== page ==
The unions lived in Ultima Thule and anything with which they were involved was off limits for Government and parts of industry. The Standing Commission on the Scottish Economy, chaired by Sir Kenneth Alexander, resulted in 1986 from an STUC initiative which was supported by the Scottish Council and Cosla. Ewan Marwick, of the Glasgow Chamber of Commerce, remarked that it was ”in a time-warp”. He was right, for it was given the cold shoulder by the Government, the CBI and other Conservative interests. Too many Charlemagnes sent a deputy to its meetings. Its final report in 1989 was greeted with deafening indifference.

In his book Tom Johnston set out a list of what he wanted to achieve. In contemporary jargon it would be called a wish list.

”I ticked off in my mind several of the things I was certain I could do — even during a war. I could get an industrial parliament to begin attracting industries north, face up to the Whitehall departments, and stem the drift south of our Scots population. And I could have a jolly good try at a public corporation on a non-profit basis to harness Highland water power for electricity.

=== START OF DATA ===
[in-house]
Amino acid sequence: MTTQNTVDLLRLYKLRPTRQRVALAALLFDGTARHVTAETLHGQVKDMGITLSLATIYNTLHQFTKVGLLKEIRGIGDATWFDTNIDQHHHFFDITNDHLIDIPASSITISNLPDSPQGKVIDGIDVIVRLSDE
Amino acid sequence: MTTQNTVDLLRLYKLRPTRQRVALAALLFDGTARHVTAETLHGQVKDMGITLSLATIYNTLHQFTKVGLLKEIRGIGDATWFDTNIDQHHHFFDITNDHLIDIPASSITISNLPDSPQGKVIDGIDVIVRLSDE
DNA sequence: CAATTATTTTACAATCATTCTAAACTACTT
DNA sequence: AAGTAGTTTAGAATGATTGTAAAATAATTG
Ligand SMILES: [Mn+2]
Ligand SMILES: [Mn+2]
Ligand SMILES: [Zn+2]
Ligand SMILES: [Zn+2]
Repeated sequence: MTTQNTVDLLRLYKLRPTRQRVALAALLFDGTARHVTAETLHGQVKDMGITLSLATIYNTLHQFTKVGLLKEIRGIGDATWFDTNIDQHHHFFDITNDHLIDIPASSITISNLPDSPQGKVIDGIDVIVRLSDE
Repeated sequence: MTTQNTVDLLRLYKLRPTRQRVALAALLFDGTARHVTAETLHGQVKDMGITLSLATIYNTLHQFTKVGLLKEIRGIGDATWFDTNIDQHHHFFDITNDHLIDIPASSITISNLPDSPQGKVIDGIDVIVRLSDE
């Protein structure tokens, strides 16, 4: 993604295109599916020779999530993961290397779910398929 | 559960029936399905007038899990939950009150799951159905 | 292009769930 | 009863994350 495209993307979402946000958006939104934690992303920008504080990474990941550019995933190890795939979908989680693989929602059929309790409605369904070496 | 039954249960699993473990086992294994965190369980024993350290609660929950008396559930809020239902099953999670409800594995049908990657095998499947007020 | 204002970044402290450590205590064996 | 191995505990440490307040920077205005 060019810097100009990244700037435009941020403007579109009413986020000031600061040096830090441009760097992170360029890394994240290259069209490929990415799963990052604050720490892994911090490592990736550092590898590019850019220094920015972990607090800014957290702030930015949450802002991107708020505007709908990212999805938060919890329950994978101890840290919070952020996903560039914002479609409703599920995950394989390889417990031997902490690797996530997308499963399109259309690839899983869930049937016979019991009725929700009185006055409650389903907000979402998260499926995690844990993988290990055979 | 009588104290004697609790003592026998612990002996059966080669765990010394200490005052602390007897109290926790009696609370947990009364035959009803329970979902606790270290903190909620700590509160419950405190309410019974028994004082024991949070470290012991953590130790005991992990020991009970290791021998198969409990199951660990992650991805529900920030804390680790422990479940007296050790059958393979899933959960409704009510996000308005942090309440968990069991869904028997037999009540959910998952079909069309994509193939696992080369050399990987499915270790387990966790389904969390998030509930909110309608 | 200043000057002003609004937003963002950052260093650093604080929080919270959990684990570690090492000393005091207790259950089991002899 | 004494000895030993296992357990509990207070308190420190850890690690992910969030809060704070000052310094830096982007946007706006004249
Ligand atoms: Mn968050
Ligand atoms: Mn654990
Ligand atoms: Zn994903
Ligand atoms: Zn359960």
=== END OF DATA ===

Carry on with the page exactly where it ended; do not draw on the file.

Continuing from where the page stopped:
”And I would have a stab at teaching citizenship in the schools. And an attempt at altering the foolish rating system we had in Scotland — so foolish that as compared with England where the private builders between the years 1918 and 1939 had built 30 houses, our private builders had built only one . . . I might even try for a convention of Scots MPs in Edinburgh and see what would emerge politically from that.”

Some of Johnston’s aims had to wait, for example the burst of post-war house-building. It has taken a Conservative administration to address the imbalance in housing, though at some cost to the public sector. His initiative on citizenship was a big flop.

But it is remarkable how little the basic agenda of Scottish politics alters over the years — industrial policy, rates, housing and health remain its staples. And the agitation for a Scottish parliament rises and falls in waves.